Babcock International expects to benefit from higher demand for its training and support expertise as military forces focus on “readiness” and availability in the wake of the Ukraine conflict.
Britain’s second largest defence contractor, which builds warships such as the Type 31 frigate for the Royal Navy, generates the bulk of its revenues from support activities including maintaining equipment and providing training for the British army and other customers.
“Readiness is increasingly of importance to armed forces around the world,” said David Lockwood, Babcock chief executive. “They don’t necessarily have the people on hand to do the work to support availability, so outsourcing can be an attractive solution.”
Babcock, he added, had held talks with “potential customers looking to understand how we do it in the UK”.
The company has in recent months supported UK government-led efforts to help Ukraine on both training and equipment. Work has included preparing vehicles, which were donated by the UK government but kept in storage, to be combat-ready. The company has also provided training on specific equipment such as autonomous underwater mine hunting drones, which were donated to the Ukrainians earlier this year.
Although the financial benefit of Babcock’s support had been “positive but small” it had helped the group rebuild its reputation with the UK Ministry of Defence, according to Lockwood.
His comments came as he sounded a bullish note about Babcock’s prospects and hailed progress on a turnround plan despite facing higher labour costs.
Shares in the group were up almost 7 per cent in afternoon trading in London, although they remain down 20 per cent this year.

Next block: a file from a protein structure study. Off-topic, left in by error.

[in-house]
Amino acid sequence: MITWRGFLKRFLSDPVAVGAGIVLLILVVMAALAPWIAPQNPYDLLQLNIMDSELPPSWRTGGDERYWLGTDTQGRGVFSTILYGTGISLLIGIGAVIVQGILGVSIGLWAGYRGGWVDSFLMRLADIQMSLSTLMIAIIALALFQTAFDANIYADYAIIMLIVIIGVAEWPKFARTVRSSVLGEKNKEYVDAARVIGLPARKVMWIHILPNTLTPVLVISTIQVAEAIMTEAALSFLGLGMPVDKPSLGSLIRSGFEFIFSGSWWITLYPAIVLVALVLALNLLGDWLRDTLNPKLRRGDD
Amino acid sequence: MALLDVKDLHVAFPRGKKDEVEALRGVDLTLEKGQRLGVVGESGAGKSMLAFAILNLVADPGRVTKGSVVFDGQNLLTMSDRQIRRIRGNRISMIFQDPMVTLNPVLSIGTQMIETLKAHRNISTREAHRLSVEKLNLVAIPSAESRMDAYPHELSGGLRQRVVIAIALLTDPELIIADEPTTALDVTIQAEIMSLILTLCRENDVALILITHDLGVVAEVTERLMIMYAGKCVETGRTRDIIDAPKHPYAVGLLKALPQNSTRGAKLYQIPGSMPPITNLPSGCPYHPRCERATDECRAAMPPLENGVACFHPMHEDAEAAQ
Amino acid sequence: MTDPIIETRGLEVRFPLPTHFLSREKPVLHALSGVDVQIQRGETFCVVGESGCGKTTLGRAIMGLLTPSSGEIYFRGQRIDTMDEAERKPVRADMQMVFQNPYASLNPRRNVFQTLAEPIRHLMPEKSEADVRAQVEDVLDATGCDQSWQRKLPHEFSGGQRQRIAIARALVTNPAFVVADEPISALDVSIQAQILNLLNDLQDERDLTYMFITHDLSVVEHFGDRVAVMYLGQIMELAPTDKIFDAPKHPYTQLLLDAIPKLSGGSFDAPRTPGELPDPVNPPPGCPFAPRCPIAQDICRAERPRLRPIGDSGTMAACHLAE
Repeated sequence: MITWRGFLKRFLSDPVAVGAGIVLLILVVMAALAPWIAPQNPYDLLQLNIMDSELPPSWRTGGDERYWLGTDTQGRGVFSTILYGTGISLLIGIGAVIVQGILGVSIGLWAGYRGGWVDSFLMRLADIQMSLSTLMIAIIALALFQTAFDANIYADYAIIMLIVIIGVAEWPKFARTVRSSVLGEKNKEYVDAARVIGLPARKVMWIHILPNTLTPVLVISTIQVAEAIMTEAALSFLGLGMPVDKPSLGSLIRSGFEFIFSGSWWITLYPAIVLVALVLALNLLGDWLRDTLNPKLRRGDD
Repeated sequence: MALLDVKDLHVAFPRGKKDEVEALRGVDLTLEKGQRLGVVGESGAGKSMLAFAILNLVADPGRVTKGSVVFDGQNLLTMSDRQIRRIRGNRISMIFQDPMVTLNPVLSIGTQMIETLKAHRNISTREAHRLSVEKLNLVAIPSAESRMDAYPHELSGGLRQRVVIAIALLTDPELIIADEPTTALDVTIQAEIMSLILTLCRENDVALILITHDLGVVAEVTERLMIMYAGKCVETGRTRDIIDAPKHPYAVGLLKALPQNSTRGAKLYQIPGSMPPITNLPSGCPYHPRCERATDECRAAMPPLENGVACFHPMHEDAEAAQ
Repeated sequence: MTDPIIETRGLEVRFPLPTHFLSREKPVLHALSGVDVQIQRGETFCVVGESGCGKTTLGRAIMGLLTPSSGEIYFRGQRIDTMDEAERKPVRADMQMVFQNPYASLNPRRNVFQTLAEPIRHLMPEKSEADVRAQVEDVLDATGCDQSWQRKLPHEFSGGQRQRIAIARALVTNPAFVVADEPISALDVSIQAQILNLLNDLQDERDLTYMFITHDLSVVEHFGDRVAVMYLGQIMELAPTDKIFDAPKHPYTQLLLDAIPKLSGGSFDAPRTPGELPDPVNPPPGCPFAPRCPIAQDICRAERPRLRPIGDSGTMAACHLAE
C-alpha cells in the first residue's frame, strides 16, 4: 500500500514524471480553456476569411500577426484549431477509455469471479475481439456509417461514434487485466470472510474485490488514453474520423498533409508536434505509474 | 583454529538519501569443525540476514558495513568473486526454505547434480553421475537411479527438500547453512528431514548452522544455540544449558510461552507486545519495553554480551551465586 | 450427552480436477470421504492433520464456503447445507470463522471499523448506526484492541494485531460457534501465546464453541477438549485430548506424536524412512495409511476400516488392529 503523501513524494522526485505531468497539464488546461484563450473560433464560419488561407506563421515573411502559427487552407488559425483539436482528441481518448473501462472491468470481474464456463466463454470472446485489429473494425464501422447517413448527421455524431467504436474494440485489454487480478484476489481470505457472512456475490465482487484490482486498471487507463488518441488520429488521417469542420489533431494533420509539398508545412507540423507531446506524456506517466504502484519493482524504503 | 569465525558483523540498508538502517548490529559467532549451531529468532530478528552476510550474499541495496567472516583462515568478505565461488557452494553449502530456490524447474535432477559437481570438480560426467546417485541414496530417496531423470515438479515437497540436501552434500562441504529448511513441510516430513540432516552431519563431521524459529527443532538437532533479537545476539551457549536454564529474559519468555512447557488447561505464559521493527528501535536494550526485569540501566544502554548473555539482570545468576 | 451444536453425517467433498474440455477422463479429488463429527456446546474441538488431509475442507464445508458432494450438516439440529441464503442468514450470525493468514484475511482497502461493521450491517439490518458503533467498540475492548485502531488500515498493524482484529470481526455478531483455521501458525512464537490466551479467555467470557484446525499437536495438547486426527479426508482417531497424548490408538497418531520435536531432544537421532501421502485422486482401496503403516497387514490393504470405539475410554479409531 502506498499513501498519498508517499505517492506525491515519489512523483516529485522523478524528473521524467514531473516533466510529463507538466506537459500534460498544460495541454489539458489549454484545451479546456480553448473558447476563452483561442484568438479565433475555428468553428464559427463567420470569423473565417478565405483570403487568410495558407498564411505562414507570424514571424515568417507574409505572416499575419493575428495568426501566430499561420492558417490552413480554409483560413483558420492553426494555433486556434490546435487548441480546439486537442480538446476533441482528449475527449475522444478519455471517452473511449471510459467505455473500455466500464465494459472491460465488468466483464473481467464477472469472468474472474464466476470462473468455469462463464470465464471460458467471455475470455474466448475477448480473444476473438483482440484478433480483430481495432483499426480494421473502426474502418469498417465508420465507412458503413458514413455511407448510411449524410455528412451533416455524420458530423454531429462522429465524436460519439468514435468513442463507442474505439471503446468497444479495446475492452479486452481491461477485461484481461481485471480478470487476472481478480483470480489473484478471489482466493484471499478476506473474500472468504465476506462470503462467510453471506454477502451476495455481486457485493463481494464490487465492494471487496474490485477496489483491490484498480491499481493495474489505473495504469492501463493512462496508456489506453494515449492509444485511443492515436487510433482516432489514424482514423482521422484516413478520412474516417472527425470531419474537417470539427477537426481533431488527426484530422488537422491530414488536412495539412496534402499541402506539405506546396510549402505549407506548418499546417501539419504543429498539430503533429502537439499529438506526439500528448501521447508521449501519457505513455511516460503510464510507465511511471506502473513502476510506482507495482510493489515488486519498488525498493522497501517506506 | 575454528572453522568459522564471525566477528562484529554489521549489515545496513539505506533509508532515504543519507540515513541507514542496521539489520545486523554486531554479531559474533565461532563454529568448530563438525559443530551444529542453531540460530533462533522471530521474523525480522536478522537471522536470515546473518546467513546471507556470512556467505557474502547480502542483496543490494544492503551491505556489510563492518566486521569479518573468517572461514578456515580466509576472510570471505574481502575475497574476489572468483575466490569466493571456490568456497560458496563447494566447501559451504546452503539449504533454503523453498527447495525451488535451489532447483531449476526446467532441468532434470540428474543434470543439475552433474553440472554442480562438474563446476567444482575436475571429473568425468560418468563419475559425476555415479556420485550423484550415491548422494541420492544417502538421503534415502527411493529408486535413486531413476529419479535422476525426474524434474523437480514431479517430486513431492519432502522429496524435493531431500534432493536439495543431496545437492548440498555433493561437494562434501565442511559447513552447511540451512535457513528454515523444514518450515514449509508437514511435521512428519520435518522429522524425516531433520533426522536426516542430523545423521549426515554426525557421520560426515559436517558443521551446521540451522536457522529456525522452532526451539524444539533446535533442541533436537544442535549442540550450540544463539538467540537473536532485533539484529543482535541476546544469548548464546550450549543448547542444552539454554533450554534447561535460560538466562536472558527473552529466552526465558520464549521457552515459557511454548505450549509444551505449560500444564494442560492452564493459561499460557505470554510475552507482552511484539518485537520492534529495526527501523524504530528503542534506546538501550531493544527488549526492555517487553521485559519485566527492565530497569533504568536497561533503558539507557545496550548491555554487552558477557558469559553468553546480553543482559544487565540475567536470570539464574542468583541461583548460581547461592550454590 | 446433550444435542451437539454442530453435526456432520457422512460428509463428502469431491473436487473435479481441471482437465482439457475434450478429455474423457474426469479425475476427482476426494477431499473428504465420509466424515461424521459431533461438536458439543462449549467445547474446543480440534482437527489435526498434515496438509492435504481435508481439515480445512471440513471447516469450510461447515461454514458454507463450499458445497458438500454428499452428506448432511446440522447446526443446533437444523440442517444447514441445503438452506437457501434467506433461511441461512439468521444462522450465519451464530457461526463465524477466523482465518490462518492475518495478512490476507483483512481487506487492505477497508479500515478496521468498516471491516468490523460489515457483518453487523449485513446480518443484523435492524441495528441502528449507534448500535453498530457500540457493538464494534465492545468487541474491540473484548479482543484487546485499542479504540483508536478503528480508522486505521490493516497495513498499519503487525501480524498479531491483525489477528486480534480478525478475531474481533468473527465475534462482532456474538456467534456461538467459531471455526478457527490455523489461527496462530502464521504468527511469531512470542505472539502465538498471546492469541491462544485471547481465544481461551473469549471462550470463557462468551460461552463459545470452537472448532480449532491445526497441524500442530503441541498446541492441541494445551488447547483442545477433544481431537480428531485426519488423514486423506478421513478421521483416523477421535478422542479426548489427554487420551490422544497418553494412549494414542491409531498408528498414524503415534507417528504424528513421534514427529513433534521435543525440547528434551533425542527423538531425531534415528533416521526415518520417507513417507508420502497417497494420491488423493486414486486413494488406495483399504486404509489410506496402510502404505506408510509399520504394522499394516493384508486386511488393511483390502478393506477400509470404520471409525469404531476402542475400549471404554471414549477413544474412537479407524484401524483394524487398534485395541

The company agreed a new pay deal for 2023 that targeted all but higher paid UK employees to help with the rising cost of living. Babcock said on Tuesday that it expected to offset the higher cost of the pay deal, which started in April, through operating efficiencies.
Its underlying operating profit for the six months ended September 30 was £121.7mn compared with £115mn in the same period the year before. Revenues climbed 5 per cent to £2.14bn.
The company’s contract backlog through the period stood at £9.9bn. It improved its underlying free cash flow from an outflow of £160.6mn to an outflow of £24.7mn. It expects to turn free cash flow positive in the second half of next year.
Lockwood said moving into positive cash flow was “probably the sign of the next stage of the turnround if you are an investor”.
Babcock was part of an all-British consortium that lost out last week to a Spanish-led group in a competition to build three support ships for the Royal Navy. Lockwood said the company had yet to receive “detailed feedback” as to why the team did not win but played down the impact on its workforce at the Rosyth dockyard.
“We would not have bid if we could not have coped [with the work]. It is a shame we did not win but the UK chose to run an international competition.”